Driving up Jacob's Ladder

Sometimes a drive is enjoyable purely because of it's scenery. Other times the nature of the road itself is as much of a feature as the scenery. The latter is the case with a section of zig-zag mountain road known as Jacob's Ladder in northeast Tasmania. While the scenery is lovely, it is the drama of ascending a series of hairpin turns up the steep side of a plateau which makes the ride a memorable one.

Ben Lomond plateau as seen from the approach road from Launceston, Tasmania
Ben Lomond plateau viewed from the approach
road from Launceston. Jacob's Ladder
ascends the cliffs at the top centre

I'm referring to the Ben Lomond plateau, a small but relatively high plateau to the southeast of Launceston which contains Tasmania's second highest peak, Legges Tor (1572m). It also contains a small ski area, which for me was the main drawcard. I don't ski any more, but I still feel drawn to these places and was keen to see how it compared to ski areas elsewhere in Australia and New Zealand.

The road up to Ben Lomond comes with warnings about carrying chains in winter, and checking road conditions in dodgy weather. When I visited it was in fine weather with no recent rain or snow, so I just drove straight up, but during or just after wintry conditions it would be wise to check first.

At first the road climbs gently through eucalypt forest. Then the trees clear and you are in the open, already high up and with views, with the Jacob's Ladder section looming above. Ben Lomond's plateau is like the Great Western Tiers not far away, in that the steep escarpment is crowned in many places with dramatic dolerite cliffs. It is up a gap in these cliffs that the road climbs.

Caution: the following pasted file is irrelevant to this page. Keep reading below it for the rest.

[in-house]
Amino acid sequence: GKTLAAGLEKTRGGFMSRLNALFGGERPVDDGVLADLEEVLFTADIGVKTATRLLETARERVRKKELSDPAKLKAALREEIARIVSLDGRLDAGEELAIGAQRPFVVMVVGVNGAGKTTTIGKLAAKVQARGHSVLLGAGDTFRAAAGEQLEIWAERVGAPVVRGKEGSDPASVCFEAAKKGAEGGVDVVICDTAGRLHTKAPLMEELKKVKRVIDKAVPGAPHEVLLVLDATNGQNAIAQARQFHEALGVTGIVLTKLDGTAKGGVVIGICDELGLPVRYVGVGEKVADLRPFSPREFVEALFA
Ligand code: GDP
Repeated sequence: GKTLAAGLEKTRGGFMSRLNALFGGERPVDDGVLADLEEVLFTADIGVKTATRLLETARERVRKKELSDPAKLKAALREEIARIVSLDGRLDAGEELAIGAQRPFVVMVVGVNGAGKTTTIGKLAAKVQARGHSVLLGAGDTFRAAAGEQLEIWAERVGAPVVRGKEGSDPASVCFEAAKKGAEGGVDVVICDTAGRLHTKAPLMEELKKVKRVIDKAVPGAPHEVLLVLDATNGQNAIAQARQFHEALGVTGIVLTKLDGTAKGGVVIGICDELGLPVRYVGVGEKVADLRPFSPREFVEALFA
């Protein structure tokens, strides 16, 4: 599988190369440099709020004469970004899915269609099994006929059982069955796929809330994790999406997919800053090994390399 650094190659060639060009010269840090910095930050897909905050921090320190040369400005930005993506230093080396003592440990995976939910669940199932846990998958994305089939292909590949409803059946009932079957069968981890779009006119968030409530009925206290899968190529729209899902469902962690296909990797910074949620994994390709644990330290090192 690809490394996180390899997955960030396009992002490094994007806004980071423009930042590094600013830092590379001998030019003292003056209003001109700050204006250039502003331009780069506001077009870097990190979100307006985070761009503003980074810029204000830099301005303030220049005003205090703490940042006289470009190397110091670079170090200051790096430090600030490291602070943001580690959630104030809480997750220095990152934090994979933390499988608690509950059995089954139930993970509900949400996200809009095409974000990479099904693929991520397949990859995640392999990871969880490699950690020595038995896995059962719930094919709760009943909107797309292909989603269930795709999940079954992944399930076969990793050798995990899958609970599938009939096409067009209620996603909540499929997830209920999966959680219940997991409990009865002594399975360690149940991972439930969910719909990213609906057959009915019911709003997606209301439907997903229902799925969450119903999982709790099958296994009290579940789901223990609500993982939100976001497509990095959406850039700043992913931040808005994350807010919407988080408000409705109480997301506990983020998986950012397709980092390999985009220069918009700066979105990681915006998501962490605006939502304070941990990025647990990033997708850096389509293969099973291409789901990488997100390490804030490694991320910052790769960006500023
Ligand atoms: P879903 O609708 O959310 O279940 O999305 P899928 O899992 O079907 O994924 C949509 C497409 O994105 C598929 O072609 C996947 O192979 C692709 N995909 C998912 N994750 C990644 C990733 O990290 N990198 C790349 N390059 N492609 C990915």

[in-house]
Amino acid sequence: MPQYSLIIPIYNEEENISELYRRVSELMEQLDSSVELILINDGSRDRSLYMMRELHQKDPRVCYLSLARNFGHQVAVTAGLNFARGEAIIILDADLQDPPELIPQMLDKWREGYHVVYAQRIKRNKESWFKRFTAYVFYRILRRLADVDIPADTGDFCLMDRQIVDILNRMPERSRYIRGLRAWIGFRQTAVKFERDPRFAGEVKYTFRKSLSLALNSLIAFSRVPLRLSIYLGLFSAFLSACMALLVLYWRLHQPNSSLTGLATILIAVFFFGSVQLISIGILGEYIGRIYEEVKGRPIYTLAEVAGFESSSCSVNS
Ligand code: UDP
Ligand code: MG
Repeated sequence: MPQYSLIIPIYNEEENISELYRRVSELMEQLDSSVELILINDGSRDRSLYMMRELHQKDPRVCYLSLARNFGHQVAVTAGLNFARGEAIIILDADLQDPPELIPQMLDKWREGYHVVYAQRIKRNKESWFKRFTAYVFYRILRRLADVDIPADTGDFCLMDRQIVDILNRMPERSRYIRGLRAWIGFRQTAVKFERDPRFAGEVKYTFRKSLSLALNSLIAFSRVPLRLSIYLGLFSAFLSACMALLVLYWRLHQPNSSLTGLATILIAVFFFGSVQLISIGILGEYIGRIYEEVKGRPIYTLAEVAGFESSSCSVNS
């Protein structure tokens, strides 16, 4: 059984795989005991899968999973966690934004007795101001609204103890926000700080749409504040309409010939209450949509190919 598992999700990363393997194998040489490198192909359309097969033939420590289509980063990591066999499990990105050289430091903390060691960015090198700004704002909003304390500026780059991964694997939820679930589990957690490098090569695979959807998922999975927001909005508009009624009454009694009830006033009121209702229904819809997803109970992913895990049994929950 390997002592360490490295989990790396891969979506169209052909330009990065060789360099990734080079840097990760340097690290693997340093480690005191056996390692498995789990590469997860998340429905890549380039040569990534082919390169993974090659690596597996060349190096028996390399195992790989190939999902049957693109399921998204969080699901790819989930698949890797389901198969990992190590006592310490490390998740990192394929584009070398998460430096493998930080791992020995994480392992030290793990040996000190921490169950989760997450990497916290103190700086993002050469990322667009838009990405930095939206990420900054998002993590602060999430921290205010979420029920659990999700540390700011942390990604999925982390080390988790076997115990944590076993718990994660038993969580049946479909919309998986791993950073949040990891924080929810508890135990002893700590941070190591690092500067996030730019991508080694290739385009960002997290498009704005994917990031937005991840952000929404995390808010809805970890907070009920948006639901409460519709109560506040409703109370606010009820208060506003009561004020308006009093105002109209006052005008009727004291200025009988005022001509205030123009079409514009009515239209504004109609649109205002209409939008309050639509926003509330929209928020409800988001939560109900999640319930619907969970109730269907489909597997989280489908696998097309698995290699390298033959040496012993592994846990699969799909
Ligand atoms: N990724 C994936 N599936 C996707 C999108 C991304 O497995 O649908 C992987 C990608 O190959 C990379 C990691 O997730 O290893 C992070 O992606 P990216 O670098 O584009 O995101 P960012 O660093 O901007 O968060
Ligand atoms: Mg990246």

The lower part of Jacob's Ladder, Ben Lomond plateau, Tasmania
The lower part of Jacob's Ladder

After what I had read and heard about Jacob's Ladder, I was prepared for a hair raising experience. As it turned out, it was not that bad. There were indeed some precipitous drops near the edge of the road, and I was very conscious of being high up on a steep mountainside. But the road itself was gentle. It wasn't particularly steep or narrow, and the extensive presence of crash barriers was reassuring.

I would recommend that driving up Jacob's Ladder be done slowly. This is not just for obvious safety reasons, or because of the low speed limit, but because the scenic zig-zagging section is only a relatively short part of the journey up Ben Lomond. The views and lofty driving experience deserves to be savoured - rushing through it would defeat the point of going there.

At the top of the zig-zags is a space to pull over. Unless the weather is bad it is a great spot to get out and take photos while enjoying the crisp fresh air. The road continues across the plateau for a few straight and gently sloping kilometres to the small ski village at the end of the road.

Since I drove up Jacob's Ladder the road has been upgraded, so I look forward to a return visit to check out the improvements. That's all the excuse I need to repeat an enjoyable drive up a picturesque plateau!

A short video

This brief footage begins with a distant view of the Ben Lomond plateau, up which the road climbs. Then driver's eye views from the car while approaching Jacob's Ladder, driving up it, and driving back down. Also shows the road from the viewpoint at the top.

More information

Ben Lomond National Park (Tas Parks & Wildlife Service)

Location map

Jacob's Ladder is indicated by the brown and white car symbol.
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